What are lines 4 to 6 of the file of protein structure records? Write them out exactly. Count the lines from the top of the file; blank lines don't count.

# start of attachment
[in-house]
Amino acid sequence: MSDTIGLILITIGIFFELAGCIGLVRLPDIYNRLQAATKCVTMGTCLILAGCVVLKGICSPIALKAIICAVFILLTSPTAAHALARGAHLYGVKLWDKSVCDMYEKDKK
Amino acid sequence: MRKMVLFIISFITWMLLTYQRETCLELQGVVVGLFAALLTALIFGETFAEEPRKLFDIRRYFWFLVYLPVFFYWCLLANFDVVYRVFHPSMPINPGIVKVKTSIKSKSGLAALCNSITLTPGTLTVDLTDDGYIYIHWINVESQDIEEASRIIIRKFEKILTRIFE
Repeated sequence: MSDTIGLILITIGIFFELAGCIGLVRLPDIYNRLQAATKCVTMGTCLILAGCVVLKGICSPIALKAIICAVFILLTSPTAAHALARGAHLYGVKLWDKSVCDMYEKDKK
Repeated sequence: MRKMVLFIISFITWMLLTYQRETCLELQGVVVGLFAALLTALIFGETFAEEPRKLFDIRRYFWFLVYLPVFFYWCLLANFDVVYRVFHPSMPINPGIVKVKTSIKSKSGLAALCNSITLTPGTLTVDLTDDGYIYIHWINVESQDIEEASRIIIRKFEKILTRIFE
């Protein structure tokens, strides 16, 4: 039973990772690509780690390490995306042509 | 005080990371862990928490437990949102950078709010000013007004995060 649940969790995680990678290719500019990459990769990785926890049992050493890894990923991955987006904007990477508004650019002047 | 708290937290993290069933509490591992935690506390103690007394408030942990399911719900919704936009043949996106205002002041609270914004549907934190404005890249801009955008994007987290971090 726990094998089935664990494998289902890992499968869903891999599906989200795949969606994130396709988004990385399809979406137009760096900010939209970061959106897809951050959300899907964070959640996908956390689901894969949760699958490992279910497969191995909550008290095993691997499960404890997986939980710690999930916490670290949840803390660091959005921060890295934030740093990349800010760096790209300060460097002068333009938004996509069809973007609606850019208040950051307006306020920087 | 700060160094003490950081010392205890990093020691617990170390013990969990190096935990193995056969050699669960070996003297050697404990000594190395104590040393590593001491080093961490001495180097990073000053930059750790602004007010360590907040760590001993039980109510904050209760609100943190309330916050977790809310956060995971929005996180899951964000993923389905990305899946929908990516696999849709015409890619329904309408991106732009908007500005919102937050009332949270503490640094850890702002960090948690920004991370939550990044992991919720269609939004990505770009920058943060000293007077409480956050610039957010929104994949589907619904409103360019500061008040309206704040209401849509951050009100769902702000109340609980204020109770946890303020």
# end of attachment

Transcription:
Repeated sequence: MSDTIGLILITIGIFFELAGCIGLVRLPDIYNRLQAATKCVTMGTCLILAGCVVLKGICSPIALKAIICAVFILLTSPTAAHALARGAHLYGVKLWDKSVCDMYEKDKK
Repeated sequence: MRKMVLFIISFITWMLLTYQRETCLELQGVVVGLFAALLTALIFGETFAEEPRKLFDIRRYFWFLVYLPVFFYWCLLANFDVVYRVFHPSMPINPGIVKVKTSIKSKSGLAALCNSITLTPGTLTVDLTDDGYIYIHWINVESQDIEEASRIIIRKFEKILTRIFE
């Protein structure tokens, strides 16, 4: 039973990772690509780690390490995306042509 | 005080990371862990928490437990949102950078709010000013007004995060 649940969790995680990678290719500019990459990769990785926890049992050493890894990923991955987006904007990477508004650019002047 | 708290937290993290069933509490591992935690506390103690007394408030942990399911719900919704936009043949996106205002002041609270914004549907934190404005890249801009955008994007987290971090 726990094998089935664990494998289902890992499968869903891999599906989200795949969606994130396709988004990385399809979406137009760096900010939209970061959106897809951050959300899907964070959640996908956390689901894969949760699958490992279910497969191995909550008290095993691997499960404890997986939980710690999930916490670290949840803390660091959005921060890295934030740093990349800010760096790209300060460097002068333009938004996509069809973007609606850019208040950051307006306020920087 | 700060160094003490950081010392205890990093020691617990170390013990969990190096935990193995056969050699669960070996003297050697404990000594190395104590040393590593001491080093961490001495180097990073000053930059750790602004007010360590907040760590001993039980109510904050209760609100943190309330916050977790809310956060995971929005996180899951964000993923389905990305899946929908990516696999849709015409890619329904309408991106732009908007500005919102937050009332949270503490640094850890702002960090948690920004991370939550990044992991919720269609939004990505770009920058943060000293007077409480956050610039957010929104994949589907619904409103360019500061008040309206704040209401849509951050009100769902702000109340609980204020109770946890303020």